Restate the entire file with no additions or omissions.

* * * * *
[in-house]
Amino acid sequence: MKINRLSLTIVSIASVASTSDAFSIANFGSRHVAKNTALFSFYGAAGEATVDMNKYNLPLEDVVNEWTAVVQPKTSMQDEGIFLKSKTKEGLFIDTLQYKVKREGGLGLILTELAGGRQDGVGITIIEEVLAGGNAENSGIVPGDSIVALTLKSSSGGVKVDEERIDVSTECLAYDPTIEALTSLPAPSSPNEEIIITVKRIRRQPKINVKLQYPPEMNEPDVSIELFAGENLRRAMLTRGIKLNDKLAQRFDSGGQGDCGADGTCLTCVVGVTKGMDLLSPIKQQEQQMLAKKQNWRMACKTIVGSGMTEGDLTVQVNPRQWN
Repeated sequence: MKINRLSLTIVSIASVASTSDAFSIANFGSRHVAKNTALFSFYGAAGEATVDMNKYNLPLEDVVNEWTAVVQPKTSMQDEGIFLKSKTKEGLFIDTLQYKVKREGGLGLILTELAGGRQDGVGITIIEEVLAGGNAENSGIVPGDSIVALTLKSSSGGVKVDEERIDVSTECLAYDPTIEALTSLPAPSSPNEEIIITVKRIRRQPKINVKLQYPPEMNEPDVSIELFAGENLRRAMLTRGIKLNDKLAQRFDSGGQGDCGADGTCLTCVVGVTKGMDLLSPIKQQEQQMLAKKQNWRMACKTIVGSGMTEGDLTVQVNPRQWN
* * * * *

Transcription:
[in-house]
Amino acid sequence: MKINRLSLTIVSIASVASTSDAFSIANFGSRHVAKNTALFSFYGAAGEATVDMNKYNLPLEDVVNEWTAVVQPKTSMQDEGIFLKSKTKEGLFIDTLQYKVKREGGLGLILTELAGGRQDGVGITIIEEVLAGGNAENSGIVPGDSIVALTLKSSSGGVKVDEERIDVSTECLAYDPTIEALTSLPAPSSPNEEIIITVKRIRRQPKINVKLQYPPEMNEPDVSIELFAGENLRRAMLTRGIKLNDKLAQRFDSGGQGDCGADGTCLTCVVGVTKGMDLLSPIKQQEQQMLAKKQNWRMACKTIVGSGMTEGDLTVQVNPRQWN
Repeated sequence: MKINRLSLTIVSIASVASTSDAFSIANFGSRHVAKNTALFSFYGAAGEATVDMNKYNLPLEDVVNEWTAVVQPKTSMQDEGIFLKSKTKEGLFIDTLQYKVKREGGLGLILTELAGGRQDGVGITIIEEVLAGGNAENSGIVPGDSIVALTLKSSSGGVKVDEERIDVSTECLAYDPTIEALTSLPAPSSPNEEIIITVKRIRRQPKINVKLQYPPEMNEPDVSIELFAGENLRRAMLTRGIKLNDKLAQRFDSGGQGDCGADGTCLTCVVGVTKGMDLLSPIKQQEQQMLAKKQNWRMACKTIVGSGMTEGDLTVQVNPRQWN